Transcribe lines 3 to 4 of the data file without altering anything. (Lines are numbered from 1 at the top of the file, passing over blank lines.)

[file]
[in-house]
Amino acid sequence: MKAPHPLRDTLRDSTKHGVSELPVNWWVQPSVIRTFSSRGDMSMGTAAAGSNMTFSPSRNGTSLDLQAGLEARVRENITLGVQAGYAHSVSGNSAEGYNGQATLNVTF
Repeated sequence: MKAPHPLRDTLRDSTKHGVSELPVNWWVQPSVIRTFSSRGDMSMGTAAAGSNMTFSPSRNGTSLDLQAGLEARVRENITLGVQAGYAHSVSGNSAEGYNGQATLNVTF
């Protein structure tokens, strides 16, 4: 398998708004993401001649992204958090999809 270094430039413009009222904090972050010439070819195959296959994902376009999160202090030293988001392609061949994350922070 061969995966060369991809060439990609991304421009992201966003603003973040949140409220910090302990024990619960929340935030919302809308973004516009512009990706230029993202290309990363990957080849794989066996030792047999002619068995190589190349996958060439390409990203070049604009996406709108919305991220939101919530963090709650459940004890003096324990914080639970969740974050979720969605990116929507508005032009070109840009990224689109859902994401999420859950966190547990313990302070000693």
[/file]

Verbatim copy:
Repeated sequence: MKAPHPLRDTLRDSTKHGVSELPVNWWVQPSVIRTFSSRGDMSMGTAAAGSNMTFSPSRNGTSLDLQAGLEARVRENITLGVQAGYAHSVSGNSAEGYNGQATLNVTF
């Protein structure tokens, strides 16, 4: 398998708004993401001649992204958090999809 270094430039413009009222904090972050010439070819195959296959994902376009999160202090030293988001392609061949994350922070 061969995966060369991809060439990609991304421009992201966003603003973040949140409220910090302990024990619960929340935030919302809308973004516009512009990706230029993202290309990363990957080849794989066996030792047999002619068995190589190349996958060439390409990203070049604009996406709108919305991220939101919530963090709650459940004890003096324990914080639970969740974050979720969605990116929507508005032009070109840009990224689109859902994401999420859950966190547990313990302070000693």